Integrative learning focuses on making connections among disciplines, knowledge, experiences, people, and so on. It is the result of good teaching that practices the principles of interdisciplinarity: blending different disciplinary expertise into a new whole.
Moti Nisssani uses a metaphor to explain the idea of interdisciplinarity that will help us understand integrative learning. Imagine each discipline is a different fruit. A colorfully filled fruit bowl is “multi-disciplinary” because even after having been tossed, the pieces of fruit (or disciplines) are just sitting next to each other. In this scenario, if you took a bite of a blueberry that had rested against a pineapple, you would know it was a blueberry from its size, shape, texture, and the predominance of its distinctive flavor. However, put the fruit into a blender and you have integrated their flavors, textures, and shapes into something that is very different from any of the fruits that you added. (You can even boldly break-out of the fruit “family” and add an entirely new item like yogurt!) Your smoothie now is an integrated product. The blender is the process of integrative learning – forcing what seemed different and disparate to come together into a new whole that is quite different from the ingredients.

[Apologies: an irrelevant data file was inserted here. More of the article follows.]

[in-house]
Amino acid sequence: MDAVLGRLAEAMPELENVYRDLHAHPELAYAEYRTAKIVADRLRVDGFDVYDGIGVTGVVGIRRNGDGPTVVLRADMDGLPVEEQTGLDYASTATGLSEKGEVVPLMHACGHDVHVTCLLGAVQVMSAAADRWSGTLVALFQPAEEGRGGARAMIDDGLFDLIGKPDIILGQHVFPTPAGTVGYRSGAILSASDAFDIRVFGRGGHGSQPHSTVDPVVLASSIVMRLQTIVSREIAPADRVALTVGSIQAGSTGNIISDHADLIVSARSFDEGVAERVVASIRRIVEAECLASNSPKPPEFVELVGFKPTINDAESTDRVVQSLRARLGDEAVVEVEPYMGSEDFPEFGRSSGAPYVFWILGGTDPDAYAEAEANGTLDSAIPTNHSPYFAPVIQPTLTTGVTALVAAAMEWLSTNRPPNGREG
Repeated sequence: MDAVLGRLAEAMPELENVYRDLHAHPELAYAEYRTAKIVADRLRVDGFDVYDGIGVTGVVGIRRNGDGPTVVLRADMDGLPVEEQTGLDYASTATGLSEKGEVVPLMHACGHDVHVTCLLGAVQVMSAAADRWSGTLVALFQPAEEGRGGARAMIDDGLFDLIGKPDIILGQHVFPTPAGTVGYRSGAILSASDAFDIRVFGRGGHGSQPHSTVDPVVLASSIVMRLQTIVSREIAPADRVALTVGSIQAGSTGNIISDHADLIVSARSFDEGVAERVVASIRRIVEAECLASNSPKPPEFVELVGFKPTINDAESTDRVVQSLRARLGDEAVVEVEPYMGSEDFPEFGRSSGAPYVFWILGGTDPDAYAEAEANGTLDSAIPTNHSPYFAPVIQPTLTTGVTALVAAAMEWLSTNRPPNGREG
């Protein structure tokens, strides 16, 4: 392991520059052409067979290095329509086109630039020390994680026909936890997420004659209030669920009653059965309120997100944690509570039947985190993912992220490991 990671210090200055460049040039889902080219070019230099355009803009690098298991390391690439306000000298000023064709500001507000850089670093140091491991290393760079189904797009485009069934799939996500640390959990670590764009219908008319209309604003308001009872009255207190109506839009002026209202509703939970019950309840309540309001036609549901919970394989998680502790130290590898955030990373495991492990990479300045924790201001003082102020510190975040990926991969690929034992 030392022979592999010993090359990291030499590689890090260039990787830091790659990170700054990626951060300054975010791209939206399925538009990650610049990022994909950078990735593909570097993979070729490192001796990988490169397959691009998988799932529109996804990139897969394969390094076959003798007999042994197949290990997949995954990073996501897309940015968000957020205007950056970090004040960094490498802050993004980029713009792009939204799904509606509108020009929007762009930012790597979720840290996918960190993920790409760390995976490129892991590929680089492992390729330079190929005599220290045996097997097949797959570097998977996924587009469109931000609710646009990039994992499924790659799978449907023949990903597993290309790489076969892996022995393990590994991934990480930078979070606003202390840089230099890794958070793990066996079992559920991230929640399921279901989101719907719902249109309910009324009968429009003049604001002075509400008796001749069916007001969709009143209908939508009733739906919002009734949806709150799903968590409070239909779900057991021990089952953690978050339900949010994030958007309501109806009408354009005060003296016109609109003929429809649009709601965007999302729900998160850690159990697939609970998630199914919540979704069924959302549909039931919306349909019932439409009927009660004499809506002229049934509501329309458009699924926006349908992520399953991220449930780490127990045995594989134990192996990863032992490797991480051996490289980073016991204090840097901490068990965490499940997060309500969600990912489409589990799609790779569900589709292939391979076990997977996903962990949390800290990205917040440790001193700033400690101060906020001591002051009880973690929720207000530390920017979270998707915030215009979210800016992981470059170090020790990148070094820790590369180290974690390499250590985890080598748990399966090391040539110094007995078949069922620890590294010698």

Integrative learning at PSU also involves making other kinds of connections:
- Between your classes, including between your major classes and your General Education classes;
- Between your in-class and out of class academic experiences;
- Between your academic and extra-curricular experiences;
- Between your academic and residential life experiences;
- Among faculty and students in different majors and disciplines;
- Between faculty, staff, and students and people outside of the University;
- And many more.
The goal of integrative learning at PSU is to make your educational experiences more meaningful by allowing you to see them as connected to the rest of your life.